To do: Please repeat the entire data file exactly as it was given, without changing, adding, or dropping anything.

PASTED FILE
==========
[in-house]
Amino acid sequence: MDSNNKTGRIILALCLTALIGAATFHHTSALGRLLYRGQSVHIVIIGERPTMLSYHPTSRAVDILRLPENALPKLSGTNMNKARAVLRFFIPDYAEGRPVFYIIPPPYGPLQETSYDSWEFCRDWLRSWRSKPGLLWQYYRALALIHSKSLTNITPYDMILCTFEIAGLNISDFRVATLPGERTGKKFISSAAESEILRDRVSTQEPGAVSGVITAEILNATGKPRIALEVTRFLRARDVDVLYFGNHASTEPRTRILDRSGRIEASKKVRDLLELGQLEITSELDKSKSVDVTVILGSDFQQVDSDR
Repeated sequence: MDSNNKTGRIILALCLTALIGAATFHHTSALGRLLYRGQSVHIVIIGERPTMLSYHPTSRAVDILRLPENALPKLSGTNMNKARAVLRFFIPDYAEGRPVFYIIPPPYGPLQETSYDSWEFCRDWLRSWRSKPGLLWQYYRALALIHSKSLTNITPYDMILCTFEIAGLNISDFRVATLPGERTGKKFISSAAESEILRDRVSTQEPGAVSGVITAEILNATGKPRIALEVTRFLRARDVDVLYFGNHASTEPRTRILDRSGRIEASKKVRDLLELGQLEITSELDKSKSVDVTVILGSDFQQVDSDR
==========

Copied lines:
[in-house]
Amino acid sequence: MDSNNKTGRIILALCLTALIGAATFHHTSALGRLLYRGQSVHIVIIGERPTMLSYHPTSRAVDILRLPENALPKLSGTNMNKARAVLRFFIPDYAEGRPVFYIIPPPYGPLQETSYDSWEFCRDWLRSWRSKPGLLWQYYRALALIHSKSLTNITPYDMILCTFEIAGLNISDFRVATLPGERTGKKFISSAAESEILRDRVSTQEPGAVSGVITAEILNATGKPRIALEVTRFLRARDVDVLYFGNHASTEPRTRILDRSGRIEASKKVRDLLELGQLEITSELDKSKSVDVTVILGSDFQQVDSDR
Repeated sequence: MDSNNKTGRIILALCLTALIGAATFHHTSALGRLLYRGQSVHIVIIGERPTMLSYHPTSRAVDILRLPENALPKLSGTNMNKARAVLRFFIPDYAEGRPVFYIIPPPYGPLQETSYDSWEFCRDWLRSWRSKPGLLWQYYRALALIHSKSLTNITPYDMILCTFEIAGLNISDFRVATLPGERTGKKFISSAAESEILRDRVSTQEPGAVSGVITAEILNATGKPRIALEVTRFLRARDVDVLYFGNHASTEPRTRILDRSGRIEASKKVRDLLELGQLEITSELDKSKSVDVTVILGSDFQQVDSDR